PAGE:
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November 28, 2014

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Nellis flier gets pilot project

He’s tapped to master new aircraft, pass knowledge along — a “once in a lifetime” chance

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Leila Navidi

Air Force Maj. Ben Bishop, chosen as one of 10 instructor pilots for the military’s new F-35, stands in front of the plane he currently flies, an F-15. After only two months of training under the supervision of the new jet’s manufacturer, Lockheed Martin, Bishop will begin flying the single-seat aircraft.

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As one of the 10 Air Force pilots hand-picked to be the initial cadre of instructor pilots for the military’s newest aircraft, Maj. Ben Bishop will essentially be writing the book on how to fly the F-35 for an entire generation of fighter pilots.

“I don’t know if pressure is the term I would use, but there is a deep sense of responsibility,” said Bishop, who is stationed at Nellis Air Force Base. “We’ll set the standard for a lot of pilots to follow. I think we all felt very humbled when our name was on the list to undertake that challenge.”

The F-35, like the F-22, which entered the force in 2005, is a fifth-generation fighter, making what Bishop flies now, an F-15, one of the old-timers, a legacy aircraft.

“I never looked around and was jealous of others until the F-22 came along,” Bishop said, a rare admission from a pilot who is less assuming than most and regularly uses the adjective “neat.”

Developing the F-35 program “is a once in a lifetime opportunity,” he said.

And on Monday, Defense Secretary Robert Gates reiterated his support for the aircraft, saying he wanted to speed up production of more than 2,400 F-35s.

The Air Force will start training a few F-35 pilots in 2010 and plans to buy 1,700 of the multi-role fighters. By 2014 about 180 pilots a year will pass through the F-35 schoolhouse at Eglin Air Force Base in Florida to learn the curriculum Bishop and the others develop.

Bishop, though, has yet to even sit in the F-35 simulator. In fact, the closest he’s gotten to the jet is a full-scale model shown at the Nellis Air Show.

He and the other instructors are basically the first set of students.

They’ll have to learn how to manage a new cockpit, according to Joanne Puglisi, Lockheed Martin’s director of training for the F-35.

The cockpit display is all glass and operates as a touch screen that electronically emulates with graphic images what used to be actual switches or knobs. In the F-35, pilots see only what they need at that moment and scroll with their finger to pull up the right screen, such as weapons displays.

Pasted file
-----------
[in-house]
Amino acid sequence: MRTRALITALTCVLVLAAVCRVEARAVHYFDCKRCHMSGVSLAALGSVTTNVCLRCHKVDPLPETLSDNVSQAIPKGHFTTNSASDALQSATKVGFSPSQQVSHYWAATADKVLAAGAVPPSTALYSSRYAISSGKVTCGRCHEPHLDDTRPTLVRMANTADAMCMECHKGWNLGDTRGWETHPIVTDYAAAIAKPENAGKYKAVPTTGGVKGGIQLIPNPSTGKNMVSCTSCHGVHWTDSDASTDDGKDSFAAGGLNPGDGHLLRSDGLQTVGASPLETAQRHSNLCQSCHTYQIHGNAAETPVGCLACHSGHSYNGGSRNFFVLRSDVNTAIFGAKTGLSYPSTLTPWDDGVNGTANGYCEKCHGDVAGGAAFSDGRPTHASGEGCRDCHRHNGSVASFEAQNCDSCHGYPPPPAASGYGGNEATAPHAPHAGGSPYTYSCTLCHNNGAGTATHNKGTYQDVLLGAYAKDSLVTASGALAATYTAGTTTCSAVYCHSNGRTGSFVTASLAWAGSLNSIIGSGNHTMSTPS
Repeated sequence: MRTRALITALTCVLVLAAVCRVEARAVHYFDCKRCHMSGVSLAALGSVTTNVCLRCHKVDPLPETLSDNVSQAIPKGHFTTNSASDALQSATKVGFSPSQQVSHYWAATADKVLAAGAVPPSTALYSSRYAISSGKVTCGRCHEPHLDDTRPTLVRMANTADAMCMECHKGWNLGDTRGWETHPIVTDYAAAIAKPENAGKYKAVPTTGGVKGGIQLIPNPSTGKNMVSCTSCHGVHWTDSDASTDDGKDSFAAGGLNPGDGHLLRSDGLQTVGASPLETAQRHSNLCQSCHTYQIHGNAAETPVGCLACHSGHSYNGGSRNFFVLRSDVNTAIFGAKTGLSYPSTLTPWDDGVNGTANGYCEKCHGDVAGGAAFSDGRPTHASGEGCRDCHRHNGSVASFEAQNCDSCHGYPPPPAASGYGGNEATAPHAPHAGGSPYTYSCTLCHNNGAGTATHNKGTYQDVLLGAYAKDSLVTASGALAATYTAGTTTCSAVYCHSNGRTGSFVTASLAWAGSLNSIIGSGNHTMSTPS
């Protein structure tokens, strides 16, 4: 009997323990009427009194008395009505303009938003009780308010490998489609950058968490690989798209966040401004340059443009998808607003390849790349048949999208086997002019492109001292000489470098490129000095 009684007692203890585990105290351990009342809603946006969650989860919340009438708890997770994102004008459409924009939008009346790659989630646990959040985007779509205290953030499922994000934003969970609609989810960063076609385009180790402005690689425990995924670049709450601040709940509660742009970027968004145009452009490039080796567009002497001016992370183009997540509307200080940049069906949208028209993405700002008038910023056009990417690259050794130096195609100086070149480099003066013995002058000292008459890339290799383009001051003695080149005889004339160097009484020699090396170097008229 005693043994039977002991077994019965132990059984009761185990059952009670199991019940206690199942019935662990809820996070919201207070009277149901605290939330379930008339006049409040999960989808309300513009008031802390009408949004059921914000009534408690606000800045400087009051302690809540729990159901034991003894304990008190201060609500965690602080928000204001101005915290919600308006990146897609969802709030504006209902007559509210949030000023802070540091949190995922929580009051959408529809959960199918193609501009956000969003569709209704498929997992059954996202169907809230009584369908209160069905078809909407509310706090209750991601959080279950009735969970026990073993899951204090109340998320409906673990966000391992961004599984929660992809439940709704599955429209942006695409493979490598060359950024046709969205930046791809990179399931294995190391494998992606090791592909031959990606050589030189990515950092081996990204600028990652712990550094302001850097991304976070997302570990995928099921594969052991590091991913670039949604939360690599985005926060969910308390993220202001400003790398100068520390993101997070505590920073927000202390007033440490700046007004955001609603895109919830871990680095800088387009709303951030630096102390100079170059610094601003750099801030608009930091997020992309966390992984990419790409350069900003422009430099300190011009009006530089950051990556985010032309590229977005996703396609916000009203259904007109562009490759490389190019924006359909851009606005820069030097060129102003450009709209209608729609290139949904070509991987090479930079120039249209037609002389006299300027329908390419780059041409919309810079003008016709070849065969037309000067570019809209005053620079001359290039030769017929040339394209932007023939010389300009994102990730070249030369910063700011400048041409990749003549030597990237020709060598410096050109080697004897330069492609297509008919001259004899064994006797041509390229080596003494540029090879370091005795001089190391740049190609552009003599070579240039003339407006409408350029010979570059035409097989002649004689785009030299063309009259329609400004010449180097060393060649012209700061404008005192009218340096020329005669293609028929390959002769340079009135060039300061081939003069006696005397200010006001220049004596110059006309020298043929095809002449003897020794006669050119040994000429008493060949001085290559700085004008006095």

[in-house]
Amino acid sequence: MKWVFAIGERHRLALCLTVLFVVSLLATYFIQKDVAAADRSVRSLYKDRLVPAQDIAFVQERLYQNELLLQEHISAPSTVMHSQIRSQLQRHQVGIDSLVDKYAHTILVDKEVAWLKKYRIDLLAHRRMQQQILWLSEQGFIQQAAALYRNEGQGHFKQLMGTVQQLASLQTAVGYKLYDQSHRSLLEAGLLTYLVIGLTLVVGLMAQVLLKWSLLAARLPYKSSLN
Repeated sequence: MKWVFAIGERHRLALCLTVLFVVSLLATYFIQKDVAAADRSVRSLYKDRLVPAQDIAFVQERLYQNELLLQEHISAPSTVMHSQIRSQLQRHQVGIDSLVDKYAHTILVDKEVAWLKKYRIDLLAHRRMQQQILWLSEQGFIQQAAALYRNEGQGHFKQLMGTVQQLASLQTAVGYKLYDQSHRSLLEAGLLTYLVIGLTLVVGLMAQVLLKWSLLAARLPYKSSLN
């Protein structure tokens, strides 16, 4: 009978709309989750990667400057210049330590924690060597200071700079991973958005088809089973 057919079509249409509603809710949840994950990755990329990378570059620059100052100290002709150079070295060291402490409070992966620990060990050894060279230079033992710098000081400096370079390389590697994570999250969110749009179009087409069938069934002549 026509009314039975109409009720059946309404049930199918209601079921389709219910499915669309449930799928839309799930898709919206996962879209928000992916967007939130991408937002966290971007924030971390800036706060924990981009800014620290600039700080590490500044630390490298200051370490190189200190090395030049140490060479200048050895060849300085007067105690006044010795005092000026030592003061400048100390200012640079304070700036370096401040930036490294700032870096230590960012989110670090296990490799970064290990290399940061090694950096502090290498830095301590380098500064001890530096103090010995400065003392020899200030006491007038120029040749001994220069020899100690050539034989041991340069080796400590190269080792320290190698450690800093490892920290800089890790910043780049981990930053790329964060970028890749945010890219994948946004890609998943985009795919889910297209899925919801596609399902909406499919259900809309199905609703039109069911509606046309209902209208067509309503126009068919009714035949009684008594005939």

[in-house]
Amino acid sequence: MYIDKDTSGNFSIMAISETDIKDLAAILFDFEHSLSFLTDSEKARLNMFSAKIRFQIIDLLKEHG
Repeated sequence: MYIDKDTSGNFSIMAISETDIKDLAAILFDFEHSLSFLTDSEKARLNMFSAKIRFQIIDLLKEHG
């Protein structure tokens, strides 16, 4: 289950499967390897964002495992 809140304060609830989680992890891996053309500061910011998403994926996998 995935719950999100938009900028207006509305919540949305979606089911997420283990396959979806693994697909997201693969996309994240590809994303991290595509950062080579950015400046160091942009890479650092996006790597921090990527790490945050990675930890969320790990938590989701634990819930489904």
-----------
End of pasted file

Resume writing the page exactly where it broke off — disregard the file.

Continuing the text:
Six former military pilots who work for Lockheed, which is building the F-35, will teach the future instructors the basics. The idea is to quickly get Bishop and the others familiar and flying, so they can start teaching others.

They’ll be ready to do so after about two months of training — half the time future students will spend. Bishop will learn on some of the earliest models of the F-35, which won’t have all the capabilities, so eventually he will have to go back as an instructor to learn the new functions as the older F-35s are retrofitted.

And when he flies the single-seat F-35 for the first time, it’ll just be him. Unlike future students, he won’t have an instructor flying alongside in another F-35.

“There’s a reason they were hand-picked,” Puglisi said.

Lockheed has developed the syllabus for the upfront basics of actually flying the F-35, but as far as “Air Force missions, we don’t have a lot of detail yet,” Puglisi said.

That’s where Bishop and the nine others come in.

They’ll teach a wide range of skills as instructor pilots, but as the initial cadre their biggest challenge is to develop the best tactics and techniques for accomplishing what the brass decides the F-35’s overall mission sets will be.

Bishop, a one-time F-15 instructor pilot with 10 years in the Air Force, said all of this isn’t as intimidating as one might expect.

“The fundamentals don’t change,” he said. “You pull back and the houses get smaller.”

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